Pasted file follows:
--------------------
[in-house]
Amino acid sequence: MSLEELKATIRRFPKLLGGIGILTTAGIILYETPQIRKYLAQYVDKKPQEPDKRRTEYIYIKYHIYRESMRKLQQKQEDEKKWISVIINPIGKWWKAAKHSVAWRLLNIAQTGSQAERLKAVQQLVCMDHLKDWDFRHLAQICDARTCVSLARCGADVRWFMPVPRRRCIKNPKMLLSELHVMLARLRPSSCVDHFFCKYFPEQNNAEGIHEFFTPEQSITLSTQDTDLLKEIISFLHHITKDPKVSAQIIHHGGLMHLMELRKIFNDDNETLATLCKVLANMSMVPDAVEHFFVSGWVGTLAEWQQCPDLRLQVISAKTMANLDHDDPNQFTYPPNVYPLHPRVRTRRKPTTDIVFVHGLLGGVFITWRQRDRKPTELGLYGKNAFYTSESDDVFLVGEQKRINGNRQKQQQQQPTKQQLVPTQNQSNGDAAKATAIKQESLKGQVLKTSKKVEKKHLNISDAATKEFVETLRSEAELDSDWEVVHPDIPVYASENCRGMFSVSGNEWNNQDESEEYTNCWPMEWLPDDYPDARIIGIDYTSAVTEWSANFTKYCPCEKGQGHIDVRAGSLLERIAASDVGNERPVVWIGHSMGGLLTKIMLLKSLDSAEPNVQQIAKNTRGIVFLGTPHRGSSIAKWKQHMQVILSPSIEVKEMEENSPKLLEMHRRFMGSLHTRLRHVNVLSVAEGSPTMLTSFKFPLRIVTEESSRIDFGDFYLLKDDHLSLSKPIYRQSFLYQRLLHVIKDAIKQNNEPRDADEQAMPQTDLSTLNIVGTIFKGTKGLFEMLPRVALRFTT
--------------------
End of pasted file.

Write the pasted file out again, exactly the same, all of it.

[in-house]
Amino acid sequence: MSLEELKATIRRFPKLLGGIGILTTAGIILYETPQIRKYLAQYVDKKPQEPDKRRTEYIYIKYHIYRESMRKLQQKQEDEKKWISVIINPIGKWWKAAKHSVAWRLLNIAQTGSQAERLKAVQQLVCMDHLKDWDFRHLAQICDARTCVSLARCGADVRWFMPVPRRRCIKNPKMLLSELHVMLARLRPSSCVDHFFCKYFPEQNNAEGIHEFFTPEQSITLSTQDTDLLKEIISFLHHITKDPKVSAQIIHHGGLMHLMELRKIFNDDNETLATLCKVLANMSMVPDAVEHFFVSGWVGTLAEWQQCPDLRLQVISAKTMANLDHDDPNQFTYPPNVYPLHPRVRTRRKPTTDIVFVHGLLGGVFITWRQRDRKPTELGLYGKNAFYTSESDDVFLVGEQKRINGNRQKQQQQQPTKQQLVPTQNQSNGDAAKATAIKQESLKGQVLKTSKKVEKKHLNISDAATKEFVETLRSEAELDSDWEVVHPDIPVYASENCRGMFSVSGNEWNNQDESEEYTNCWPMEWLPDDYPDARIIGIDYTSAVTEWSANFTKYCPCEKGQGHIDVRAGSLLERIAASDVGNERPVVWIGHSMGGLLTKIMLLKSLDSAEPNVQQIAKNTRGIVFLGTPHRGSSIAKWKQHMQVILSPSIEVKEMEENSPKLLEMHRRFMGSLHTRLRHVNVLSVAEGSPTMLTSFKFPLRIVTEESSRIDFGDFYLLKDDHLSLSKPIYRQSFLYQRLLHVIKDAIKQNNEPRDADEQAMPQTDLSTLNIVGTIFKGTKGLFEMLPRVALRFTT